Peeling Back the Years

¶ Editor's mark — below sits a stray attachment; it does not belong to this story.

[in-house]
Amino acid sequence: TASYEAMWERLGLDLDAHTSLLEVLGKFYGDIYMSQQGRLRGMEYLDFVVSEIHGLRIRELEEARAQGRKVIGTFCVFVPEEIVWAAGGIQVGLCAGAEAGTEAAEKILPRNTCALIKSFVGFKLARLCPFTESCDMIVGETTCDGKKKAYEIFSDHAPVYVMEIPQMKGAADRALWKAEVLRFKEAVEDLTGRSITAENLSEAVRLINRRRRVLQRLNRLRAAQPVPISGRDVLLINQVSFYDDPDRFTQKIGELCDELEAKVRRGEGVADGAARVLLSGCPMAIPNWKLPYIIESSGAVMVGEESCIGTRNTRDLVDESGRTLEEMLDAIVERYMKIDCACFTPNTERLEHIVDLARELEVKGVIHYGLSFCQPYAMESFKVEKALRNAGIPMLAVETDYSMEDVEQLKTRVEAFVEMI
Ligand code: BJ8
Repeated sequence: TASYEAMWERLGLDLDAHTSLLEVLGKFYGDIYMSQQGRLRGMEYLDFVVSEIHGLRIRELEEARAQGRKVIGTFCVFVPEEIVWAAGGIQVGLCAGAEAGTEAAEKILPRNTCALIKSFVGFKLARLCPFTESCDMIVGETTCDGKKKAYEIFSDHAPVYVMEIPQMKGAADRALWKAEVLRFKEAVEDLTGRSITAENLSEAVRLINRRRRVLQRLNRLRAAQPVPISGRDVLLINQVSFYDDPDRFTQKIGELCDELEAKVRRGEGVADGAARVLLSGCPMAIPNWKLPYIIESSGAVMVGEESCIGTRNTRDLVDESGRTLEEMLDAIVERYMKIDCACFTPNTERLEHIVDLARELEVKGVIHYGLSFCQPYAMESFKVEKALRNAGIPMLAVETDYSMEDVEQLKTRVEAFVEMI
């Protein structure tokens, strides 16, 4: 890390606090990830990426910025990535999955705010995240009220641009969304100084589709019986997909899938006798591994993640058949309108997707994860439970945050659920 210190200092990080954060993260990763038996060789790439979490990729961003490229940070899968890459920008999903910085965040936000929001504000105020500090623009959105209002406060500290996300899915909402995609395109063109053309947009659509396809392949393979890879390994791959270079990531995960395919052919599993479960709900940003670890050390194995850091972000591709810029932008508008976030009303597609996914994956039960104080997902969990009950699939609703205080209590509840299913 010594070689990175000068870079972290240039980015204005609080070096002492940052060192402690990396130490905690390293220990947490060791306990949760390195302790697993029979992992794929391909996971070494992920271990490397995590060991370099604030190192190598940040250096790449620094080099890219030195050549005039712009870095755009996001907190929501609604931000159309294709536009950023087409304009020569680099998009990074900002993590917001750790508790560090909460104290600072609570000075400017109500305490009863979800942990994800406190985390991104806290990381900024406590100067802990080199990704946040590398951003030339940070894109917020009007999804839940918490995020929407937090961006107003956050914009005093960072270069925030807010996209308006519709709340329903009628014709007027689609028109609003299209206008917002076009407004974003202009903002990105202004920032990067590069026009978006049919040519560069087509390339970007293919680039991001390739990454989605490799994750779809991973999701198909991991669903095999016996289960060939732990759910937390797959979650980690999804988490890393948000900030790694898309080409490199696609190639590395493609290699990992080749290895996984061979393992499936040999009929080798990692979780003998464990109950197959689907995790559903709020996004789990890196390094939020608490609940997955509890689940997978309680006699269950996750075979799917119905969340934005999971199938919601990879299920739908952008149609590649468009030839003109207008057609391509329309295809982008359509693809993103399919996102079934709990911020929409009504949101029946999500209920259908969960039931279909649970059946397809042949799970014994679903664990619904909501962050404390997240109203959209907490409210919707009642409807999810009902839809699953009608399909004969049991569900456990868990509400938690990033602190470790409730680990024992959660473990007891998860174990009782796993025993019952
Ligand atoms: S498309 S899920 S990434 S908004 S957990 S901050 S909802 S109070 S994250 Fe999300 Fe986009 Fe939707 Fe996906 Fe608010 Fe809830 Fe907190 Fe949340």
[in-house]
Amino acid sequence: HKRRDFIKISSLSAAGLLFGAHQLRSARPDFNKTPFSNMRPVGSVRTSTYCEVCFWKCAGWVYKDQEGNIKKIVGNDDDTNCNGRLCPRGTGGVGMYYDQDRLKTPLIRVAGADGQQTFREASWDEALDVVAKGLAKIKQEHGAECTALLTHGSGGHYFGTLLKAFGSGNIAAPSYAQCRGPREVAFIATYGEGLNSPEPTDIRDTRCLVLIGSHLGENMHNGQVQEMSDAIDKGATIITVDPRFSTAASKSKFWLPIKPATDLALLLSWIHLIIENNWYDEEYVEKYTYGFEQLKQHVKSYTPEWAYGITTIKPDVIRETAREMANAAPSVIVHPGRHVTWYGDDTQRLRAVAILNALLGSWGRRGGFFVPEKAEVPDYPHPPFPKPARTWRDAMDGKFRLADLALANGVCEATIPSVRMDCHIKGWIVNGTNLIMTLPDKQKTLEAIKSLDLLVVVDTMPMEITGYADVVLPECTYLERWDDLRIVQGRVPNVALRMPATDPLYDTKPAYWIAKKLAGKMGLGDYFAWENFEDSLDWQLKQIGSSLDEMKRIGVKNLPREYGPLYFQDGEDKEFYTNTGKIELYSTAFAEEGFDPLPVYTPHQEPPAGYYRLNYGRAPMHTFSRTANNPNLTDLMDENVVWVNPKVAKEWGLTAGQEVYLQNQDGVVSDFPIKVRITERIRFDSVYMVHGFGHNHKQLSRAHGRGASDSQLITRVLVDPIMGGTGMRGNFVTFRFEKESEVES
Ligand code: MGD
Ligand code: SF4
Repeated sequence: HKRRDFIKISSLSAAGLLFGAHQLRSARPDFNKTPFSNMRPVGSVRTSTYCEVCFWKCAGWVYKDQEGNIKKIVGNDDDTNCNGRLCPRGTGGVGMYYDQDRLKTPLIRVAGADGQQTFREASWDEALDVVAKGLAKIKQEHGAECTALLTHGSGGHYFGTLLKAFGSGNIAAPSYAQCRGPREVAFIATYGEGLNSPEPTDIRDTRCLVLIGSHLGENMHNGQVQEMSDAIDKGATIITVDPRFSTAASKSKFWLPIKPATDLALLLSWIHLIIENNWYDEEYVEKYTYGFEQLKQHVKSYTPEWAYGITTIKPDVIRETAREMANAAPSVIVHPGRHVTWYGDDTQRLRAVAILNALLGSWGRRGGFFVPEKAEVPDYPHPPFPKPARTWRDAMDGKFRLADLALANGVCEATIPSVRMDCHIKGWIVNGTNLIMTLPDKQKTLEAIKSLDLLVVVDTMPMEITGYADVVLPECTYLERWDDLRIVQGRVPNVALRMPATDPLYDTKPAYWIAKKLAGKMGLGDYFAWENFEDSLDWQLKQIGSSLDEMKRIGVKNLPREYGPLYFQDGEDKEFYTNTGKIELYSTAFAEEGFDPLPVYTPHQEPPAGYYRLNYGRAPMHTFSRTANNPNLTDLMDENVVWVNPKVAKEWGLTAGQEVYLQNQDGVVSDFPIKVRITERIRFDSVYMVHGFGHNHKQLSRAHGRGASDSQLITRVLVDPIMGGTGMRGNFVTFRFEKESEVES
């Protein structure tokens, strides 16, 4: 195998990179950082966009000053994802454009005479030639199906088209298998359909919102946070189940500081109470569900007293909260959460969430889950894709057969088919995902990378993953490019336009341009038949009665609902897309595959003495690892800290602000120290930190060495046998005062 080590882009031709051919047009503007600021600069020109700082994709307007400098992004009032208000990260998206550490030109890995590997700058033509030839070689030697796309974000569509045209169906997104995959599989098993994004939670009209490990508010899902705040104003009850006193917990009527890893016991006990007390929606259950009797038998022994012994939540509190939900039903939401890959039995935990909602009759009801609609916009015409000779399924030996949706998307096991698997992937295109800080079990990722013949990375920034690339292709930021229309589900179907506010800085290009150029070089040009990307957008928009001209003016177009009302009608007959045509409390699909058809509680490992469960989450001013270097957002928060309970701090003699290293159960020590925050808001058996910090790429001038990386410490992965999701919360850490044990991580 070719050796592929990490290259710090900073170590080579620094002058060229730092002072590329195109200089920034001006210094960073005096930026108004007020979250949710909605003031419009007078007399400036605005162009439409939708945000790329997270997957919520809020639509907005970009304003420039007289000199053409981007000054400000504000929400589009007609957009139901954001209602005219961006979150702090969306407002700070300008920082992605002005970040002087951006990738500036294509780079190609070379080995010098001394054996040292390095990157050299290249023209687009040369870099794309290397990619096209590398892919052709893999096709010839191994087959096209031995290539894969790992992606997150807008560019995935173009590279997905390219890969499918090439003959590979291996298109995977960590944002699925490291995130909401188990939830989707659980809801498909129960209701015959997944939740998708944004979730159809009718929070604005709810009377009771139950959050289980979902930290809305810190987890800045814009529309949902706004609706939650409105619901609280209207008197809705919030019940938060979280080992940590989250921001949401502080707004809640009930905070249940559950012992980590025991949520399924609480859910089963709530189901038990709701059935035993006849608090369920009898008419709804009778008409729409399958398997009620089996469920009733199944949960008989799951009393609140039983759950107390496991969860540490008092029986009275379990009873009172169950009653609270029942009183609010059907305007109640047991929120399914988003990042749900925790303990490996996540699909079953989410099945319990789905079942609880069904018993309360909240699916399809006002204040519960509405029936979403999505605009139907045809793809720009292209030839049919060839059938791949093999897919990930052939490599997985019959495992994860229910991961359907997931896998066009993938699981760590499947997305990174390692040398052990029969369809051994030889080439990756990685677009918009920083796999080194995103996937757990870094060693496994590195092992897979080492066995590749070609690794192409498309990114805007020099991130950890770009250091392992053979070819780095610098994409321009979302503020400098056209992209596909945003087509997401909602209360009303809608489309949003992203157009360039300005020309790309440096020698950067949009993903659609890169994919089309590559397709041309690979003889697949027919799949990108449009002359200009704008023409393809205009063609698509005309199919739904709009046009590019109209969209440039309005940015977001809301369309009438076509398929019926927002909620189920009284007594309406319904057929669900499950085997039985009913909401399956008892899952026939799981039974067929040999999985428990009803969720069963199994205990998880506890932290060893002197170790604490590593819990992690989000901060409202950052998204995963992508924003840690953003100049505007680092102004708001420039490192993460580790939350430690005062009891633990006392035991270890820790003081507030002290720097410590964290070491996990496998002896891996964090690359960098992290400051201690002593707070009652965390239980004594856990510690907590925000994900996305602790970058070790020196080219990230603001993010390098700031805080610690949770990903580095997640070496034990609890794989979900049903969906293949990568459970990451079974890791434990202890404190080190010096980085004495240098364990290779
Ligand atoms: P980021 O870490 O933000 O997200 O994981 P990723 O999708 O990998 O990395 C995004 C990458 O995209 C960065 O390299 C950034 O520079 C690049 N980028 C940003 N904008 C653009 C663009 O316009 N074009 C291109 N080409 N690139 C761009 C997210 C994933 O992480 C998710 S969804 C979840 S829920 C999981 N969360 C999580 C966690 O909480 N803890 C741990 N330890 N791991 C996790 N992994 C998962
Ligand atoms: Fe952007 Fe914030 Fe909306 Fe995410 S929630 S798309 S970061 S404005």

TITLE: Our Dumb CenturyEDITOR: Scott DikkersPUBLISHER: Three Rivers Press, $15From Lafayette, Lousiana comes a wire-service report about a controversy surrounding a touring rock show titled the Family Values Tour, which barnstormed the South like yesteryear's Sid Vicious. When the citizens of Lafayette saw the roster of names -- Orgy, Limp Bizkit, Incubus and Ice Cube -- some of them apparently sent their kids off to the show, secure in the understanding that with a name like Family Values, it's got to be good. Instead, they got Trouble with a capitol T. And promoters of such shows may now find themselves facing jail time, following a recent ordinance banning such titles as misleading.It's bad news for the bands and promoters, and even worse for the First Amendment, which extends to satire, and which should prevail if this thing ever gets into the courts. But it's a great day for the young target audience of this tour, because for the rest of the summer, they can ride around town, breaking curfew, secure in the knowledge that their elders really are completely clueless.And so, for the sake of the family, here is some summer remedial reading suggested for all ages. It's called Our Dumb Century, and it's a compilation of 100 years of newspaper headlines and stories from a small, somewhat mythical Midwestern newspaper called The Onion. Besides being one of the funniest books in recent memory, Our Dumb Century is a sharp satire of a media-blanketed society, as well as a primer on how to get the joke. And -- sorry, Peter Jennings -- it's the only Millennium-themed book you really need.Jokes in Our Dumb Century aren't just set-ups and punches; they're as layered as the paper's eponymous eyewater-producing vegetable. Started in the late '80s as a really alternative newsweekly in Madison, Wisc., The Onion is known to its fans as the funniest rag around. It has a website, of course (www.theonion.com), but it's in hard copy that The Onion works best.The weekly paper's targets are scattershot. There's labor ("Auto Workers Strike for More Acrylic Novelty Baseball Caps"), religion ("Pope Calls for Greater Understanding Between Catholics, Hellbound"), and little defenseless infants ("Study Reveals Babies Are Stupid"). Other headlines resist analysis entirely: "Foppish Dandy Disregards Area Constable"; "Chess Supercomputer Beaten Up by More Popular Computer"; "Area Bassist Fellated." If free verse is like playing tennis without the net, The Onion's particular brand of poetry is like baseball without the hoops.In Our Dumb Century, which is edited by Scott Dikkers and written by what must be a bunch of very funny University of Wisconsin dropouts, the newspaper traces its history to a 1765 broadsheet called The Mercantile-Onion. (This information comes courtesy a letter of introduction by T. Herman Zweibel, the Onion's 132-year-old publisher, who recalls: "The Onion was my very life, and I loved it more than any woman or fine buggy.") The surviving front page of this 18th century document includes a letter from London by one Mr. Percy Sheridan, a "Gentle Man of Leisure," who says in passing that Parliament is passing a Stamp Act, but spends most of his time discussing his personal problems with lice: "I have confider'd drawing a Water Bath, and immerfing my Head in it, fo as to drown the fmall Wretches; but it is moft difficult to haul out a Pail of Water from the Publick Well without its emerging full of Tar, Swine Vomit, more dead Cats, and other Impurities."The well stays full for the rest of the paper's history. The book is composed of a series of reproductions of The Onion's front pages, from Jan. 1, 1900, when the paper announces "A New Century Dawns!" (with the subhead "Nation's Skies Filled with Beautiful, Black Smoke; Will Man-Made Grime Reach the Very Vault of Heaven?") to a front page dated Jan. 1, 2000, which concludes with the book's most tasteless report, an account of Muhammad Ali knocking out President Ronald Reagan in a nursing home scuffle. It's an illustration of Steve Martin's dictum that comedy isn't pretty, and a clear attempt to offend anyone who made it through the rest of the book unruffled. Other turn-of-the-century headlines are less controversial: "Meteors Headed for Earth Today"; "Christian Right Ascends to Heaven"; and a TV listing for "John Mellencamp's Slightly Rockin' New Year's Day Brunch."In between these Y1K and Y2K bookends are stacked an exhaustive account of the years, parodying the major news events -- wars, assassinations, moon landings -- with an uncanny ability to conjure up each decade's pop culture icons. (In 1990, we learn, Michael Jackson underwent a "complete blackendectomy"; in 1976, Chuck Barris dedicated the Tomb of the Unknown Comic and a "jogging-suit-wearing bionic man was appointed Secretary of the Metric System"; entertainment news back in 1925 included the report that the state of Indiana is "curiously free of the jazz menace," and Stan Laurel was warning that a "spector of famine looms over world." And in 1949 it was revealed that a "Bing Crosby Record Reveals Secret Message When Played Backward: 'Have a Swell Day, Ladies and Gents.'"Such subliminal messages abound throughout Our Dumb Century. Each front page is rendered in its era's newspaper style and typeface, and the book is a visual masterpiece rendered in archive photos and clip art. After reeling through these years, anyone -- even in Lafayette -- should be able to discern that things aren't always what they seem. Sure, taking on touring rock shows is kind of dumb, but it's been a dumb century. If life gives you onions, make onion-ade.

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